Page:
For now we have a 5-year-old who can tell you he was born in the Year of the Pig and that his brother is an Ox. And we have a 3-year-old who can tell you how much he loves gummy snakes and how scared he was during the Lion Dance.
Of course, our celebrations for the Year of the Snake are still continuing. There’s still a dragon hanging from our dining room ceiling. And we have one more Chinese dinner with friends planned for next weekend.
We still have much to learn about this holiday. And, with two growing sons who have brought so much to our lives, we have even more to celebrate.
Xin Nian Kuai Le! Gung Hay Fat Choy!
How to make your own strawberry shortsnake
My sister first saw the idea for the strawberry shortsnake here
She used this recipe
for the cake.
My brother-in-law added powdered sugar to heavy whipping cream, and then they sweetened the sliced berries with powdered sugar.
Then my sister added chocolate chips for the eyes and an organic fruit chew for the tongue.
Or you could do what we did. Invite Aunt Treasa and Uncle George to come to dinner and ask them to bring dessert.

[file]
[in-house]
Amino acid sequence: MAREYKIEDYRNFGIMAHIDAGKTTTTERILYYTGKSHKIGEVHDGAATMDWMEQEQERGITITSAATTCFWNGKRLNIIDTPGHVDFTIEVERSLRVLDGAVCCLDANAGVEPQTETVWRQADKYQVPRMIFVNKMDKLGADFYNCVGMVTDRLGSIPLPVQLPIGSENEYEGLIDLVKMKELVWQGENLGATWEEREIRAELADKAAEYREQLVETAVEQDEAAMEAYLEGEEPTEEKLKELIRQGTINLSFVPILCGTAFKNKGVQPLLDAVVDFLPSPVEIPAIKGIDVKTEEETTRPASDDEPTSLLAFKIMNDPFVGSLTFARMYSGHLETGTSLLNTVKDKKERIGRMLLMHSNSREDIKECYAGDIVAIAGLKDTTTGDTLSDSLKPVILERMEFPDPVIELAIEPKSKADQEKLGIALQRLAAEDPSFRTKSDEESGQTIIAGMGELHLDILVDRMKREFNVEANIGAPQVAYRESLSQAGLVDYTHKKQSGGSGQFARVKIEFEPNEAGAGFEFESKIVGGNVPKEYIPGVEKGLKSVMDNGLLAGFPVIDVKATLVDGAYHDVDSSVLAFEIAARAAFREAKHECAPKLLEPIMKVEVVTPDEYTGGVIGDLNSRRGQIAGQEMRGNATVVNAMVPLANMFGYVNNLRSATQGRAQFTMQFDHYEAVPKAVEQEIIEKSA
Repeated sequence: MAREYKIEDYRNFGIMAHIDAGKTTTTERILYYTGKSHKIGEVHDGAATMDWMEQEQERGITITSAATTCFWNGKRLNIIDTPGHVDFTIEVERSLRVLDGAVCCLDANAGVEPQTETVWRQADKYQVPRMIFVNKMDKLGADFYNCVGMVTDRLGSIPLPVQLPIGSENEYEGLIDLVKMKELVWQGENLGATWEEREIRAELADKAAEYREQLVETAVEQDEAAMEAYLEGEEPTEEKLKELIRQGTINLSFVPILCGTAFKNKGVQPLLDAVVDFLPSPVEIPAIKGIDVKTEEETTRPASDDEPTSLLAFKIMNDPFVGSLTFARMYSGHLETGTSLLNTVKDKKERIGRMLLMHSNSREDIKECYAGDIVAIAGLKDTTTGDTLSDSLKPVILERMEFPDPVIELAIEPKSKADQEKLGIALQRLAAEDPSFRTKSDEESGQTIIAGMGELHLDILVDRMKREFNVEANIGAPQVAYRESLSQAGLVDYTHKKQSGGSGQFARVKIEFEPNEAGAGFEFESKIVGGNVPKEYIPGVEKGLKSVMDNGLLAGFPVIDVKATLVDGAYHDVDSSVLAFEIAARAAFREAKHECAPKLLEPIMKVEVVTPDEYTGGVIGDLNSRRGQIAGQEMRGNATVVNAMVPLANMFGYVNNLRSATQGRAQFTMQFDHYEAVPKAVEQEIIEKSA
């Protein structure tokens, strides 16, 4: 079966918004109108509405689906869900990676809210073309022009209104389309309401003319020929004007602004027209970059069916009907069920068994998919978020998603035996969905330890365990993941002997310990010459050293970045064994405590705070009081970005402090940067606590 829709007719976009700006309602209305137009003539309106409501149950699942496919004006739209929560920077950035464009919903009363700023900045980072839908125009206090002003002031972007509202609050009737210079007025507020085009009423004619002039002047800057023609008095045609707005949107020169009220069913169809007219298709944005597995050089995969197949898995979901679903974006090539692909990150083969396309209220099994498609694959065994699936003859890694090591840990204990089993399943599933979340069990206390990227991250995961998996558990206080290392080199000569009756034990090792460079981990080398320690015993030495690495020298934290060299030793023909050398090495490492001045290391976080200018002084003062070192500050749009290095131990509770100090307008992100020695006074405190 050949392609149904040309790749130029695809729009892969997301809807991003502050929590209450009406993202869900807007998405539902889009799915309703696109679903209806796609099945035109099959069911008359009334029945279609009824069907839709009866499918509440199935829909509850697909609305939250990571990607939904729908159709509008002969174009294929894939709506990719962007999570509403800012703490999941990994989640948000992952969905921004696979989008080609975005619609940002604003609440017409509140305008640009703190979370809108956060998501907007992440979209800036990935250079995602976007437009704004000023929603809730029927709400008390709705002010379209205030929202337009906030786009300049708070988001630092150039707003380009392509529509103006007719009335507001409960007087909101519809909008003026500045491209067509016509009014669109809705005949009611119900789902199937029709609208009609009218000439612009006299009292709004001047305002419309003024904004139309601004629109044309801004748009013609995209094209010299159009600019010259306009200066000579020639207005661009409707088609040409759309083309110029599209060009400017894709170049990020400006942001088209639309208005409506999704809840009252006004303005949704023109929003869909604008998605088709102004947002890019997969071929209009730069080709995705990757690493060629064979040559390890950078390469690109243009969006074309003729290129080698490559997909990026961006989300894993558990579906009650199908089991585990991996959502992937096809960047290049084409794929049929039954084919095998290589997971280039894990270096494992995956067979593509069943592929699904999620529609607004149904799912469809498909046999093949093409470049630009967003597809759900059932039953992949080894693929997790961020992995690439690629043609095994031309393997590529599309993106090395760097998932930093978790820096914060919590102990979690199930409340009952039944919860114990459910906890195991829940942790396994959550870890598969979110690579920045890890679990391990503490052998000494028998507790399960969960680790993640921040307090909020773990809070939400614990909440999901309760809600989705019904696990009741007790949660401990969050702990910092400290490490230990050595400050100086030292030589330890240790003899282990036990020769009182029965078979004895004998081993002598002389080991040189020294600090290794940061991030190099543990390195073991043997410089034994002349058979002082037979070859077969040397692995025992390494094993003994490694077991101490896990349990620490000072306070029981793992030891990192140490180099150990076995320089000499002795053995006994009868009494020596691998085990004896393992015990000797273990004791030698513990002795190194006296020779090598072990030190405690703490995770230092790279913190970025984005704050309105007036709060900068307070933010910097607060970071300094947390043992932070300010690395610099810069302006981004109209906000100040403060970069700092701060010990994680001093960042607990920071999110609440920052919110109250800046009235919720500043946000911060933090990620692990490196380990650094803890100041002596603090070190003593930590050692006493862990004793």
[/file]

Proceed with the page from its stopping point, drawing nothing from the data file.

February 18, 2013 10:13
By Rita Buettner
Families waiting to adopt internationally find many ways to pass the time. Some learn their child’s language or how to prepare dishes that will be familiar to their children. Others renovate kitchens. I don’t recall doing much beyond completing adoption paperwork and fretting needlessly about our boys’ bedroom curtains.
Many families adopting children from China have embraced the tradition of making a quilt containing 100 wishes sent from family and friends for their child. Leo has a lovely quilt with 100 wishes printed on it, a thoughtful keepsake my colleagues gave me when we were waiting to travel to meet Leo three years ago.
We were invited to participate in making a 100 wishes quilt for the first time when another family asked us to contribute a wish—and two pieces of the same fabric—for their new son’s quilt. One piece will be stitched into the quilt and one will be placed in a book alongside our wish. The family is leaving for China in just a few weeks to meet their son, and the mother is obviously not only very excited, but also extremely organized and talented. With just days to go—at a time in our journey when I was trying to decide whether we needed to pack conditioner—she is assembling the quilt.